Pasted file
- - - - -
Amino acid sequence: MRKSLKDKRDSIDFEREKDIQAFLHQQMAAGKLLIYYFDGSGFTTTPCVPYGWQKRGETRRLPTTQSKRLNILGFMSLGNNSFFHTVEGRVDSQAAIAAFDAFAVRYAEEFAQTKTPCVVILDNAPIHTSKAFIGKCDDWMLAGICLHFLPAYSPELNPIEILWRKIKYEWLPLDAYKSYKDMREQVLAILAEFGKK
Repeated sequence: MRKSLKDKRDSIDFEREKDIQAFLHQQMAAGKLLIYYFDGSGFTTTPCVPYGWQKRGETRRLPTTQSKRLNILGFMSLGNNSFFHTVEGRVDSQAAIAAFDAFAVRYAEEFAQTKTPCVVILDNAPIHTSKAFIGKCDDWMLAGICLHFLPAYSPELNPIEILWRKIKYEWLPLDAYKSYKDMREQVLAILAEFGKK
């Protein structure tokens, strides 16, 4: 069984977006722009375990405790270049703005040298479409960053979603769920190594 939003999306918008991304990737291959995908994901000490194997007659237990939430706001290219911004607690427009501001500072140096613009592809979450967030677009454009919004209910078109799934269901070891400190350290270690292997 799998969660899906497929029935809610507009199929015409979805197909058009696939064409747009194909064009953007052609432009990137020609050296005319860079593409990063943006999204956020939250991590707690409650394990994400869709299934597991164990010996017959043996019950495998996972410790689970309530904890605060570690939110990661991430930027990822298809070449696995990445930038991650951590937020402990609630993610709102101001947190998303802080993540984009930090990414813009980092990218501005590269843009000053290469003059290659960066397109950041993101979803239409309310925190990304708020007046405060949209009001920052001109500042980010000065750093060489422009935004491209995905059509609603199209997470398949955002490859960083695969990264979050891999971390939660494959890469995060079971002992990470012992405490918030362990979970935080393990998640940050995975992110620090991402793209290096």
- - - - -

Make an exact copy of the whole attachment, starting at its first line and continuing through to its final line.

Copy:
Amino acid sequence: MRKSLKDKRDSIDFEREKDIQAFLHQQMAAGKLLIYYFDGSGFTTTPCVPYGWQKRGETRRLPTTQSKRLNILGFMSLGNNSFFHTVEGRVDSQAAIAAFDAFAVRYAEEFAQTKTPCVVILDNAPIHTSKAFIGKCDDWMLAGICLHFLPAYSPELNPIEILWRKIKYEWLPLDAYKSYKDMREQVLAILAEFGKK
Repeated sequence: MRKSLKDKRDSIDFEREKDIQAFLHQQMAAGKLLIYYFDGSGFTTTPCVPYGWQKRGETRRLPTTQSKRLNILGFMSLGNNSFFHTVEGRVDSQAAIAAFDAFAVRYAEEFAQTKTPCVVILDNAPIHTSKAFIGKCDDWMLAGICLHFLPAYSPELNPIEILWRKIKYEWLPLDAYKSYKDMREQVLAILAEFGKK
């Protein structure tokens, strides 16, 4: 069984977006722009375990405790270049703005040298479409960053979603769920190594 939003999306918008991304990737291959995908994901000490194997007659237990939430706001290219911004607690427009501001500072140096613009592809979450967030677009454009919004209910078109799934269901070891400190350290270690292997 799998969660899906497929029935809610507009199929015409979805197909058009696939064409747009194909064009953007052609432009990137020609050296005319860079593409990063943006999204956020939250991590707690409650394990994400869709299934597991164990010996017959043996019950495998996972410790689970309530904890605060570690939110990661991430930027990822298809070449696995990445930038991650951590937020402990609630993610709102101001947190998303802080993540984009930090990414813009980092990218501005590269843009000053290469003059290659960066397109950041993101979803239409309310925190990304708020007046405060949209009001920052001109500042980010000065750093060489422009935004491209995905059509609603199209997470398949955002490859960083695969990264979050891999971390939660494959890469995060079971002992990470012992405490918030362990979970935080393990998640940050995975992110620090991402793209290096």